One key interval of particular interest during the Pliocene is the mid-Piacenzian Warm Period – some 3.264 to 3.025 million years ago – when temperatures were 2 to 3º Celsius higher than pre-industrial levels. “The interval also marks the last time the Earth’s atmospheric CO2 was as high as today, providing important clues about what the future holds in the face of current anthropogenic warming,” Onac says.
This study found that during this period, global mean sea level was as high as 16.2 meters (with an uncertainty range of 5.6 to 19.2 meters) above present. This means that even if atmospheric CO2 stabilizes around current levels, the global mean sea level would still likely rise at least that high, if not higher, the scientists concluded. In fact, it is likely to rise higher because of the increase in the volume of the oceans due to rising temperature.
Mallorcan cave yields 4-million-year-old geologic evidence providing new insights into magnitude global sea level rise
An international team of scientists, studying evidence preserved in speleothems in a coastal cave, illustrate that more than three million years ago – a time in which the Earth was two to three degrees Celsius warmer than the pre-industrial era – sea level was as much as 16 meters higher than the present day. Their findings represent significant implications for understanding and predicting the pace of current-day sea level rise amid a warming climate.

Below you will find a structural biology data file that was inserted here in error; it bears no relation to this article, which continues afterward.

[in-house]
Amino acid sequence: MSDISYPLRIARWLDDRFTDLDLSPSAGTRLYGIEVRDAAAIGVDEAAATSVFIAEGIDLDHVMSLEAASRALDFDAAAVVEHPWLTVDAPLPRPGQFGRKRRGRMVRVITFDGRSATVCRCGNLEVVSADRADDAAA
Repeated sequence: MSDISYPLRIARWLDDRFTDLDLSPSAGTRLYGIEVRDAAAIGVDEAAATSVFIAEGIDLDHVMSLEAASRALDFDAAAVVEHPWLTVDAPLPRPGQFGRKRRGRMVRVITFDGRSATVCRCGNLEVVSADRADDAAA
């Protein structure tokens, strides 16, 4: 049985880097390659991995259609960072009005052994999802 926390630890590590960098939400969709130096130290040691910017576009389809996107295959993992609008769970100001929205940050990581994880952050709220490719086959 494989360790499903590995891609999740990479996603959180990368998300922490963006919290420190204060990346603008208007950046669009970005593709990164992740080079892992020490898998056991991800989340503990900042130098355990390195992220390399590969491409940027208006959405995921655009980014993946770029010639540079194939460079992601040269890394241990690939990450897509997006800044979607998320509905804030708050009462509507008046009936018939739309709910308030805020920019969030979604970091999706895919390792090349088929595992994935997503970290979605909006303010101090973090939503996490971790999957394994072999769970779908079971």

The scientists, including Professor Yemane Asmerom and Sr. Research Scientist Victor Polyak from The University of New Mexico, the University of South Florida, Universitat de les Illes Balears and Columbia University, published their findings, Constraints on global mean sea level during Pliocene warmth, in today’s edition of the journal Nature. The analysis of deposits from Artà Cave on the island of Mallorca in the western Mediterranean Sea produced sea levels that serve as a target for future studies of ice sheet stability, ice sheet model calibrations and projections of future sea-level rise, the scientists said.
Sea level rises as a result of melting ice sheets, such as those that cover Greenland and Antarctica. However, how much and how fast sea level will rise during warming is a question scientists have worked to answer. Reconstructing ice sheet and sea-level changes during past periods when climate was naturally warmer than today, provides an Earth’s scale laboratory experiment to study this question according to USF Ph.D. student Oana Dumitru, the lead author, who did much of her dating work at UNM under the guidance of Asmerom and Polyak.